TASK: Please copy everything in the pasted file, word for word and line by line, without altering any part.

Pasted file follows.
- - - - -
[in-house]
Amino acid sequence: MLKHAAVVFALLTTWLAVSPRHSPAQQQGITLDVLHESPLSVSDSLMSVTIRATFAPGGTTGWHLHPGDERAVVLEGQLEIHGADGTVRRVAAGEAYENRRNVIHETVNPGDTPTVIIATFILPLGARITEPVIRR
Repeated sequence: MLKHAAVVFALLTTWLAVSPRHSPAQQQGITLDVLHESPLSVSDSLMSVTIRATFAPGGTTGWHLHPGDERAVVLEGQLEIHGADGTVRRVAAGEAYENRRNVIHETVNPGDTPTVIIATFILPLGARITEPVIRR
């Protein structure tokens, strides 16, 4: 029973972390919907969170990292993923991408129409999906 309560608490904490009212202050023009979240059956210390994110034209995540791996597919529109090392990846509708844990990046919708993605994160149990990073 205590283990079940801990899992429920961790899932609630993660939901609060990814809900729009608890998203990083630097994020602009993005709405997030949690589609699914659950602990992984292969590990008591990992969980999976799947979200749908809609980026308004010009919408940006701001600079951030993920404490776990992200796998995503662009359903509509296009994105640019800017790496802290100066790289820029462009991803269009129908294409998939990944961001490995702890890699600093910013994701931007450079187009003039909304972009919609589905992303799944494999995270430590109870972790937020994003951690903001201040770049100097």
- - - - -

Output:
[in-house]
Amino acid sequence: MLKHAAVVFALLTTWLAVSPRHSPAQQQGITLDVLHESPLSVSDSLMSVTIRATFAPGGTTGWHLHPGDERAVVLEGQLEIHGADGTVRRVAAGEAYENRRNVIHETVNPGDTPTVIIATFILPLGARITEPVIRR
Repeated sequence: MLKHAAVVFALLTTWLAVSPRHSPAQQQGITLDVLHESPLSVSDSLMSVTIRATFAPGGTTGWHLHPGDERAVVLEGQLEIHGADGTVRRVAAGEAYENRRNVIHETVNPGDTPTVIIATFILPLGARITEPVIRR
């Protein structure tokens, strides 16, 4: 029973972390919907969170990292993923991408129409999906 309560608490904490009212202050023009979240059956210390994110034209995540791996597919529109090392990846509708844990990046919708993605994160149990990073 205590283990079940801990899992429920961790899932609630993660939901609060990814809900729009608890998203990083630097994020602009993005709405997030949690589609699914659950602990992984292969590990008591990992969980999976799947979200749908809609980026308004010009919408940006701001600079951030993920404490776990992200796998995503662009359903509509296009994105640019800017790496802290100066790289820029462009991803269009129908294409998939990944961001490995702890890699600093910013994701931007450079187009003039909304972009919609589905992303799944494999995270430590109870972790937020994003951690903001201040770049100097």